By Jenna Manto and Kiran Galani
The Boston Police Department received a report of dangerous activity and potential shots fired Thursday afternoon near Simmons University. Although the incident ended up being a false alarm, students were alerted to avoid the area.
A scheduled balloon-popping event was mistaken for gunshots and triggered lockdowns and high alerts at several schools in Fenway, The Boston Globe reported.
BPD administrative assistant Melissa Marchionda said law enforcement immediately responded to the call and investigated the potential threat.
“We responded to a call that shots were fired,” Marchionda said. “We investigated and found that no shots were fired.”
Boston University spokesperson Colin Riley said the BU administration immediately contacted Boston Police and received information about their response to the report.
“They did not find anything at the scene, so we put out an alert that there was a police presence down the street from the Fenway Campus, and we wanted people to be aware, and we obviously will,” Riley said. “BUPD are there, and they will be there throughout the evening.”
BU students received an alert about the situation a little after 3 p.m. notifying them of a “heavy police presence at Simmons” and urging them to avoid the area.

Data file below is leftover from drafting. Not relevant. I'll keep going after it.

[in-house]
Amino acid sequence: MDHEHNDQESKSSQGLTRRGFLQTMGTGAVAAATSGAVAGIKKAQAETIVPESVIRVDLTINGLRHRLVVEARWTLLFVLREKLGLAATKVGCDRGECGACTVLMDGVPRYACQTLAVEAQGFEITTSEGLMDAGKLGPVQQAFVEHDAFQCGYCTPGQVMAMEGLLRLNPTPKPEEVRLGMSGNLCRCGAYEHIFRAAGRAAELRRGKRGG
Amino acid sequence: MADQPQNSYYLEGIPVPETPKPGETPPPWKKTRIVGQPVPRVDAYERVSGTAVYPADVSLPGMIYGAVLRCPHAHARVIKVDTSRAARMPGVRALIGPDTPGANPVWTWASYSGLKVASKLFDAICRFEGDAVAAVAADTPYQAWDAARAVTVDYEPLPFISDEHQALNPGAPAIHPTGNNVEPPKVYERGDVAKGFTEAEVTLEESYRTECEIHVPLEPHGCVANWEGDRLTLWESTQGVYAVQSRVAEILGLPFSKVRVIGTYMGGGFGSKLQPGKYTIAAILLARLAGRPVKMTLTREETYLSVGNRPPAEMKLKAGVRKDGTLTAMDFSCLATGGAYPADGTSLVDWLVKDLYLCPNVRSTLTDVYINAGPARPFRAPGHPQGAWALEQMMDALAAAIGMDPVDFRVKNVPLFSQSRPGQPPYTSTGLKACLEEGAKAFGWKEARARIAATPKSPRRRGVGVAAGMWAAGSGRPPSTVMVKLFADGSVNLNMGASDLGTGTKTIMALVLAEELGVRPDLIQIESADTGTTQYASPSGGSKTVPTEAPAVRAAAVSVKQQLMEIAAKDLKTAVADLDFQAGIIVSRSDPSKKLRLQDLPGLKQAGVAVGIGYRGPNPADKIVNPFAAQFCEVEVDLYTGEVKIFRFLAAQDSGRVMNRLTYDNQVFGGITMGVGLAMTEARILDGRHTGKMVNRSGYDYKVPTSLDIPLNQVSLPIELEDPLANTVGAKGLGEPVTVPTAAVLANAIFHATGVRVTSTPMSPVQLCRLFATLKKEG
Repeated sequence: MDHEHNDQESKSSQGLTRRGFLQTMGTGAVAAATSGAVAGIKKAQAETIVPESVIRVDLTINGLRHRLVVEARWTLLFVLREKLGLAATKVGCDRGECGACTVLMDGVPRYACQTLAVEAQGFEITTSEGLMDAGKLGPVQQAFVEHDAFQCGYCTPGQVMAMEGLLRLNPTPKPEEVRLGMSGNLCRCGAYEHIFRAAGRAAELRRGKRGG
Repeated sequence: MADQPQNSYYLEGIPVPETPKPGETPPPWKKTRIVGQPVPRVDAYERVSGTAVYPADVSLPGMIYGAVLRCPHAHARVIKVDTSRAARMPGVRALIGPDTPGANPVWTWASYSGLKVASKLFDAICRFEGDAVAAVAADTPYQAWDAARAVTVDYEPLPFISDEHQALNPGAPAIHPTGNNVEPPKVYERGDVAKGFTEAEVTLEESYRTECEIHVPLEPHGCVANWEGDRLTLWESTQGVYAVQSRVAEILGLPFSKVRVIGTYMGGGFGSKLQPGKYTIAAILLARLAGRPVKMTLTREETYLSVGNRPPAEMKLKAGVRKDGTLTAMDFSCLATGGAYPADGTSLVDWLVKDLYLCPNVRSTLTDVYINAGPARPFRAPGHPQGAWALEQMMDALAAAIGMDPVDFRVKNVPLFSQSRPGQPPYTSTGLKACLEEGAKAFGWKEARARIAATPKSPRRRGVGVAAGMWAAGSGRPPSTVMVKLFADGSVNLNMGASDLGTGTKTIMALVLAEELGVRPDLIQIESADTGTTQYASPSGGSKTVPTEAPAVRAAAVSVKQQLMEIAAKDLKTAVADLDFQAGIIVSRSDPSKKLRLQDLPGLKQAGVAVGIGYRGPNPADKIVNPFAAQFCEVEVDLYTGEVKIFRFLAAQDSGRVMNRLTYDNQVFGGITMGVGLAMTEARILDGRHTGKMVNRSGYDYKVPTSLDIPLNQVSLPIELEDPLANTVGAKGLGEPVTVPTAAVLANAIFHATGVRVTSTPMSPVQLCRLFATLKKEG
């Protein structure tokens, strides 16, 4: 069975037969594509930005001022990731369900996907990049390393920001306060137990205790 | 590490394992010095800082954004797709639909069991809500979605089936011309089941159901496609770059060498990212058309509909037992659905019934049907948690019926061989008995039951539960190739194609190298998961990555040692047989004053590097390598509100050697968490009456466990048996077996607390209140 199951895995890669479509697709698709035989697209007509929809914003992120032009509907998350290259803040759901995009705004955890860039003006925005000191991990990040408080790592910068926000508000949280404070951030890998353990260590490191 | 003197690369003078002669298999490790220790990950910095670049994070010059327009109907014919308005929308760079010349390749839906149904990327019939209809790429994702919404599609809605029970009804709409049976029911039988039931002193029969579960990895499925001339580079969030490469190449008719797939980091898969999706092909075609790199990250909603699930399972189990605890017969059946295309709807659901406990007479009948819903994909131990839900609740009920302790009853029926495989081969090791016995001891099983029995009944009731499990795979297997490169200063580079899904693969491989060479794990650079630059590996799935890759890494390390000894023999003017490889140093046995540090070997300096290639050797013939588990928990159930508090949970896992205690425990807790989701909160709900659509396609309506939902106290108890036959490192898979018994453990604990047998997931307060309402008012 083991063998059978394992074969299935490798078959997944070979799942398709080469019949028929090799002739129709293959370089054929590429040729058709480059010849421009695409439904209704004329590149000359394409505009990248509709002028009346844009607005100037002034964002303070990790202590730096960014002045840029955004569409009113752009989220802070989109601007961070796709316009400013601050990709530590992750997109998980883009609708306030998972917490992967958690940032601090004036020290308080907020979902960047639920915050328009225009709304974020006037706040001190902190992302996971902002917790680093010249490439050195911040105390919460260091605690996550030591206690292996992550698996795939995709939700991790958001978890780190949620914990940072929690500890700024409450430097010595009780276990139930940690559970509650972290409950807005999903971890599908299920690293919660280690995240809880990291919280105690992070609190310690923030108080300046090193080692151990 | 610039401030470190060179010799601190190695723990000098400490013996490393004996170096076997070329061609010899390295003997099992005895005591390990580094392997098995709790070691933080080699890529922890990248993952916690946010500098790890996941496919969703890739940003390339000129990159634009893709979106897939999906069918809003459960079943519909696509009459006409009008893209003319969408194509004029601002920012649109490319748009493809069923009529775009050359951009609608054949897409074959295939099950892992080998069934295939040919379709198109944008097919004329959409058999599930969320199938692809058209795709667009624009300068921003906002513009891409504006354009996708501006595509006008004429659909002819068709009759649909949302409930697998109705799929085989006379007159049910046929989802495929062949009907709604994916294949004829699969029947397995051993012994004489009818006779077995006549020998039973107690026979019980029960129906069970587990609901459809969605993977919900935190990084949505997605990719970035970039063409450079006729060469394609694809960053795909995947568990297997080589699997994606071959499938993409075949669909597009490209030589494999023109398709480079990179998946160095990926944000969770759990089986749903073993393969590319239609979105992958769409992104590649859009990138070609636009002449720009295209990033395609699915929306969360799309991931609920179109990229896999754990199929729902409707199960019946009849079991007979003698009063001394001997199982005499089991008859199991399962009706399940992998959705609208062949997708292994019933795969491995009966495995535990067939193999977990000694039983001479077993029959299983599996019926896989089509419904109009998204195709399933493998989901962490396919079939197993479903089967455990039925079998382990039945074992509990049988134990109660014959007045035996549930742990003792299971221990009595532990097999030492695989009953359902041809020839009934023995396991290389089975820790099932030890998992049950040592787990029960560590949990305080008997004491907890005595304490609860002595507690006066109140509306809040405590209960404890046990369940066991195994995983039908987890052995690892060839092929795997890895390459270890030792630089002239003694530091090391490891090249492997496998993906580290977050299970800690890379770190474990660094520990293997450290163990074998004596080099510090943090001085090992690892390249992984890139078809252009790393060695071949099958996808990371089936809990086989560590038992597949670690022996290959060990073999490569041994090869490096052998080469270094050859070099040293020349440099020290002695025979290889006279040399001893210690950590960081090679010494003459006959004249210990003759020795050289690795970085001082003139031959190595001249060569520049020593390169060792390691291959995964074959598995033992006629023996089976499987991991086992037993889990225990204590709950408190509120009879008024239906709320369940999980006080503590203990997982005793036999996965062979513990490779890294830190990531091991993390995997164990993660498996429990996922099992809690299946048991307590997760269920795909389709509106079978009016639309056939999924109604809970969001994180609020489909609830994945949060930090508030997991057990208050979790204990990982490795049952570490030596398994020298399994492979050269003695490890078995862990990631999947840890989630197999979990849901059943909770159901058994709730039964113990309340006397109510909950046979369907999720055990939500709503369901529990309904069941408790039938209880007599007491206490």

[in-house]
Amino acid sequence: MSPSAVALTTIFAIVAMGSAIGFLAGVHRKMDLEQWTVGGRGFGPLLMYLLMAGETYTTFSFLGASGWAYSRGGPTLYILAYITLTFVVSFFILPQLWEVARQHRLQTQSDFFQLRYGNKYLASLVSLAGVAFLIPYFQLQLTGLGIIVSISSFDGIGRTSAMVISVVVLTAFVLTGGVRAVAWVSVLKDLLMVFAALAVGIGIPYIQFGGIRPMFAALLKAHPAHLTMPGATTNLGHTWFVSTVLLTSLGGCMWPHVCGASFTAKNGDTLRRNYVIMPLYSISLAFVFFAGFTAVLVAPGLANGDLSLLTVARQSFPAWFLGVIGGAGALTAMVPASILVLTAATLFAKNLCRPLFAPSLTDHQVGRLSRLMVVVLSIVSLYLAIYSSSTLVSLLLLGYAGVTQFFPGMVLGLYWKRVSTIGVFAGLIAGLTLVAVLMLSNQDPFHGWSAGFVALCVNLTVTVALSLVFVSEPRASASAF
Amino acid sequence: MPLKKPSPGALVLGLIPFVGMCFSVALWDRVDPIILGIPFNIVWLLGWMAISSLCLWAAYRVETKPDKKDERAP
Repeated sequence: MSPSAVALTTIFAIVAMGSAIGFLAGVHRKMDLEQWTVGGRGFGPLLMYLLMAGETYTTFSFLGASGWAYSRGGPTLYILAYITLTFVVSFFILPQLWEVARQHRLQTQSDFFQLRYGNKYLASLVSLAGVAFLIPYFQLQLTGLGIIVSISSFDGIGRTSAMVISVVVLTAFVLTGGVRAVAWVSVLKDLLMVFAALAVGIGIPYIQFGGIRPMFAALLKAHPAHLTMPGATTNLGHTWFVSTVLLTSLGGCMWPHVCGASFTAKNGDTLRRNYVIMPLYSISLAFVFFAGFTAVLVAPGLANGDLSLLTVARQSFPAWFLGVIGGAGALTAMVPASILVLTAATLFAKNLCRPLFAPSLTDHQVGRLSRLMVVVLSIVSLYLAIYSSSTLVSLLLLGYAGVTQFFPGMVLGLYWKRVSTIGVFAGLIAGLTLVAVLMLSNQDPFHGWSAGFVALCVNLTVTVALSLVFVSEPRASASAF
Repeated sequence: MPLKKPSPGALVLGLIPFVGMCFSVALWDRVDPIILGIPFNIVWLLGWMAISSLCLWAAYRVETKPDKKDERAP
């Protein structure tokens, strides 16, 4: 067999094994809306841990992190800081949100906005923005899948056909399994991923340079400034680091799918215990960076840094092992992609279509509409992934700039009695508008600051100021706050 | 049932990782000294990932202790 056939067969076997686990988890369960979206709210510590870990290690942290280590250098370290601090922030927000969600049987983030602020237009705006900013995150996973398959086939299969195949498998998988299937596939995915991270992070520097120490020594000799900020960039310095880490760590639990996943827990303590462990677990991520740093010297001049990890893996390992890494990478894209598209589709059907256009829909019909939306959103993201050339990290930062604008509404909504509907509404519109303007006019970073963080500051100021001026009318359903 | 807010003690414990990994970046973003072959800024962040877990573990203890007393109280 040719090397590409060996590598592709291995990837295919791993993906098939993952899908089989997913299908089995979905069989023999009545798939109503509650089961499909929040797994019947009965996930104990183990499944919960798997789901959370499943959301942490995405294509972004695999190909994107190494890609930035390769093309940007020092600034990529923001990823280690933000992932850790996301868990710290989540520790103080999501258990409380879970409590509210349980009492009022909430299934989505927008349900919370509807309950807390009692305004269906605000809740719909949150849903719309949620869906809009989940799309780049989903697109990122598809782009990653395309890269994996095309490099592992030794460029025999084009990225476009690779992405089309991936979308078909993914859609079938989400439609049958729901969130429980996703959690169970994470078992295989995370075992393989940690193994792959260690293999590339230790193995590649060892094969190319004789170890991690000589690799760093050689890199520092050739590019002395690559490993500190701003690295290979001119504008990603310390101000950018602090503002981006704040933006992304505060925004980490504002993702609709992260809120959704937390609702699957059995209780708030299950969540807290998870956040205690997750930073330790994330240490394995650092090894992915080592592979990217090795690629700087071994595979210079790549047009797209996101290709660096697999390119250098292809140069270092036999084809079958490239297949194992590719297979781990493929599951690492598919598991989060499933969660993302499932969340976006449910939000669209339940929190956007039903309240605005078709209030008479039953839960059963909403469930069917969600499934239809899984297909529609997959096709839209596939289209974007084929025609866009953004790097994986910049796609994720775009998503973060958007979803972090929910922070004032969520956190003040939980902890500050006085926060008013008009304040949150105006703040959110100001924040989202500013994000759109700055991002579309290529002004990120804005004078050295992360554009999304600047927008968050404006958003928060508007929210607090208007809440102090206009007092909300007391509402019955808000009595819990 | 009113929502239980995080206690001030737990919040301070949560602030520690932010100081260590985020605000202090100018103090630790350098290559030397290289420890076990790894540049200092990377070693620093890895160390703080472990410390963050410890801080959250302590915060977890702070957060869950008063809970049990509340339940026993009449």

Students received another alert from the BU alert service at 3:37 p.m. with an update, stating that “The police activity at Simmons University is over.”
Simmi Nishad, a sophomore in the College of Arts and Sciences, said she was “definitely really scared” when she received the alert. Nishad said her parents, sister and friends all texted her to make sure she was OK when they became aware of the situation.
“It’s my parents’ biggest concern about me living in a city,” Nishad said, “that school shooters is a big problem, and it’s more prominent in cities, especially in Boston, [because] colleges [are] so concentrated here.”
College of Communication sophomore Kirthana Iyer said she was confused as to why BU did not give students more information on the situation, considering there was a heavy police presence.
“It was just crazy because they didn’t give us any details at all, and they were just like, ‘Yeah, there’s a lot of police activity going on, so be careful,’” Iyer said. “So, I thought it was kind of crazy that BU didn’t tell us anything else.”
Riley said a police presence will remain on BU’s Fenway campus through the night to ensure the safety of students in the area.
Haley Lerner contributed to the reporting of this story.